« Reply #56 on: September 23, 2020, 09:33:58 PM »
Oh absolutely.  Trump and his team are well known for their sense of fair play, honesty and ethics.

Just ask... well, you know.

DonaldD

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Re: Voting mechanisms
« Reply #57 on: September 23, 2020, 10:33:53 PM »
Projections:
1. Trump will have an electoral college lead on election night
2. Trump will claim immediate victory. Biden will call for the vote counting to be completed. Trump will demand that vote counting be terminated, and for Biden to concede.
3. Trump will  decry vote fraud associated to mail-in votes, and that they are trying to steal the election.
4. In the ensuing days, Trump's lead will be reduced; several state counts will flip in Biden's direction.
5. Trump will call on his supporters to protect democracy; he will also call for all mail-in ballots to be discarded and to go with the election night results.
6. Lawsuits contesting results will fall quicker than confetti at a wedding. Vote counting will be interrupted, stopped, restarted, re-stopped...
7. There will be protests.  There will be violence.
8. There will be open discussion of state legislators choosing electors directly, and discarding the tabulated votes; Trump will likely argue that the voting fraud is so rampant that they must do so.

TheDeamon

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Re: Voting mechanisms
« Reply #58 on: September 24, 2020, 01:23:48 AM »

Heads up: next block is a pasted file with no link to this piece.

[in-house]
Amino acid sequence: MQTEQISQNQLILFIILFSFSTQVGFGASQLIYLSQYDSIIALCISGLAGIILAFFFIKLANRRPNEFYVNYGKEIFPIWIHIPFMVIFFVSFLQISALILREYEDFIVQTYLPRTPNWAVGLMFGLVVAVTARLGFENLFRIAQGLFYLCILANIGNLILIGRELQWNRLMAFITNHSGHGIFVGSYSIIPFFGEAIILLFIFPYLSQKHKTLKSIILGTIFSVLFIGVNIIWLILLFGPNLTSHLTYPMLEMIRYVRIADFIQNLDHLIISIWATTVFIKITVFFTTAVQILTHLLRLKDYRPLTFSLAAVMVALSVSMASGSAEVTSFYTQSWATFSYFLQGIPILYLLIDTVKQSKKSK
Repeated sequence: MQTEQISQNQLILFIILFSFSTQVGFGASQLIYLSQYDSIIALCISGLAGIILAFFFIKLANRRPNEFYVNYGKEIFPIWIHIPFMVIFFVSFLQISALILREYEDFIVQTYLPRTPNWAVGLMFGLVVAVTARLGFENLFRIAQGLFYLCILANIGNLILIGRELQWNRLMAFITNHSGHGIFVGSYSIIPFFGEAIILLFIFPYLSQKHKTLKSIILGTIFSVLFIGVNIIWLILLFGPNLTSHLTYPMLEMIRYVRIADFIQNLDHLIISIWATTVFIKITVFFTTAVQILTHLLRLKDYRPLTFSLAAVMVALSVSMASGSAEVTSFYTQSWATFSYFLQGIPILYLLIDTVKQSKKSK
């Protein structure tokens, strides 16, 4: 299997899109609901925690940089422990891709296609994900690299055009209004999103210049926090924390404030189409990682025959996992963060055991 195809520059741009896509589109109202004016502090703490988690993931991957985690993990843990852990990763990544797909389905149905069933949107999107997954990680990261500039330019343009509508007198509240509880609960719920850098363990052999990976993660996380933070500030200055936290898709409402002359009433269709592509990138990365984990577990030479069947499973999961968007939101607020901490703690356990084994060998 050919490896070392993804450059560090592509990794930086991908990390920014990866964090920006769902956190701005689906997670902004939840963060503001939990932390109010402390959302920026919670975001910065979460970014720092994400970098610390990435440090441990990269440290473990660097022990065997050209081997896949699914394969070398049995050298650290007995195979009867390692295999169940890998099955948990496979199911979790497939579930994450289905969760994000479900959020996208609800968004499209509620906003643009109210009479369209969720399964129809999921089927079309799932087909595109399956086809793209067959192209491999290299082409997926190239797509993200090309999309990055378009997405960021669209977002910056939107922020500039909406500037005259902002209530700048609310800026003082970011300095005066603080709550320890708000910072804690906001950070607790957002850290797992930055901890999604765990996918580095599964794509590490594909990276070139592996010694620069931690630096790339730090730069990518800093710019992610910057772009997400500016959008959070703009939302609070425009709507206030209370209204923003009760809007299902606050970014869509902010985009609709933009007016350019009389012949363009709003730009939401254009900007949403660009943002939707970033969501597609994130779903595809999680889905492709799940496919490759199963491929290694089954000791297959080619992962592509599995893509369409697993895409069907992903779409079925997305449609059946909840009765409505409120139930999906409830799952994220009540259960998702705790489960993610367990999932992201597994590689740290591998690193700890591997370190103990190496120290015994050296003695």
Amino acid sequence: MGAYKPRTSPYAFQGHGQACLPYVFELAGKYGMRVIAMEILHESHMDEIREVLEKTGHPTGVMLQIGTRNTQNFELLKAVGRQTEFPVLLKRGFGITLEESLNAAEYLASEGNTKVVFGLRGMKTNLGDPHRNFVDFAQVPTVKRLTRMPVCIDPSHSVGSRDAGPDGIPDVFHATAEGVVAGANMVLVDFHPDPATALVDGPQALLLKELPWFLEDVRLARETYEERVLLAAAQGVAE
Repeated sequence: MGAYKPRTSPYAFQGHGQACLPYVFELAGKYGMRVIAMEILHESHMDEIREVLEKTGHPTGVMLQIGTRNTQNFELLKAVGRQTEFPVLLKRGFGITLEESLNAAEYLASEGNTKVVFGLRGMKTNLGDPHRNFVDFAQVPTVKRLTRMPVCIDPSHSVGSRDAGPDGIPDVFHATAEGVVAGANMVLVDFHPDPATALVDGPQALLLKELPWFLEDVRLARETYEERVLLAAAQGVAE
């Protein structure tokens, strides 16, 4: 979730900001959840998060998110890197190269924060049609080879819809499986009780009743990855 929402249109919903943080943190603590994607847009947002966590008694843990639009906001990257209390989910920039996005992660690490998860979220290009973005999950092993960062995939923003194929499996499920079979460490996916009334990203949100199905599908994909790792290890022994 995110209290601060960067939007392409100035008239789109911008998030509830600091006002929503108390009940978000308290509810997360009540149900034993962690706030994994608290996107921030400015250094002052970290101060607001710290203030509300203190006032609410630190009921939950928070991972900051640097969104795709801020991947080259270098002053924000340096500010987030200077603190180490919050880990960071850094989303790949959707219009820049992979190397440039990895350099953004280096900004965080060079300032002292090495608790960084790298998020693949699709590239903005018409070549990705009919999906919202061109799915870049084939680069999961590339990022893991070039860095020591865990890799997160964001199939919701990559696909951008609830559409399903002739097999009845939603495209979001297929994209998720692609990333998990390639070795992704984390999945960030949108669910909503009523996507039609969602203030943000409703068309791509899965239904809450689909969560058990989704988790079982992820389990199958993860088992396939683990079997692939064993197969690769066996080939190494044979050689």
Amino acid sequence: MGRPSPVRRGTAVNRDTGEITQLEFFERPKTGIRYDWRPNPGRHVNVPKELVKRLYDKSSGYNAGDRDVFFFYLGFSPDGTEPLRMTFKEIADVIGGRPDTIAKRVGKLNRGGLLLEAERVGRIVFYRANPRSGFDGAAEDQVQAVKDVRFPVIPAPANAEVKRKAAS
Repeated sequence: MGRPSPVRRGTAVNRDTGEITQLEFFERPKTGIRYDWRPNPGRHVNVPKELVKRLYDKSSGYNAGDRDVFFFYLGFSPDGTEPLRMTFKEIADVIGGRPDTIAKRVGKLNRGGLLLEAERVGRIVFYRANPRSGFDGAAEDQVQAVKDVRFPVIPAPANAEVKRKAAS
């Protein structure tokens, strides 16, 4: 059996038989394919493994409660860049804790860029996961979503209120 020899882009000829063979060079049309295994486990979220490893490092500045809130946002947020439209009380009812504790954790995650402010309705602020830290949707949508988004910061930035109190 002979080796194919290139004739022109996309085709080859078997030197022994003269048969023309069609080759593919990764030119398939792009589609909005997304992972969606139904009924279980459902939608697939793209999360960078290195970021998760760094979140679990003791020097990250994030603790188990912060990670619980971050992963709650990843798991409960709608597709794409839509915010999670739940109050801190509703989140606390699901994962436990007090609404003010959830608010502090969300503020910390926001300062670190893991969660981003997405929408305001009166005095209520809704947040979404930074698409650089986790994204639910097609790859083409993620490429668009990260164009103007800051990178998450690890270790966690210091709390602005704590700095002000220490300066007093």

This should be fun: Democrats are roughly twice as likely as Republicans to vote by mail

Quote
WASHINGTON — More than one-third of Americans intend to vote by mail in the November presidential election, but Democratic voters are much more bullish about the option than Republicans, according to a new survey.

Thirty-seven percent of registered voters said they are likely to vote by mail in the November election, by receiving a mailed ballot and either mailing it back or returning it in person, according to a new survey released Tuesday by the Democracy Fund + UCLA Nationscape project.

Among them, 48% of voters who plan to vote for Democratic presumptive nominee Joe Biden said they are likely to vote by mail, according to the survey. That's more than twice the 23% of voters backing President Donald Trump who said they are likely to vote by mail.

Almost half (!) of Biden supporters who intend to vote have stated a desire to vote by mail, as compared to less than one quarter of Trump supporters.  Ignoring any other shenanigans, this is going to lead to a very predictable situation on election night - Trump will almost certainly have a large election night lead in the electoral college based only on those votes processed on the day in question.

Why? Well, in addition to the 'regular' overtime count of late reporting precincts, provisional ballots and unprocessed mail in votes on the night of the election (which has trended more and more Democrat over the past 20 years) the votes not processed by the end of election day will be hugely bolstered by the millions of additional mail in ballots that will not have been counted by the end of the day, and some of which will not even have been received by the end of voting day.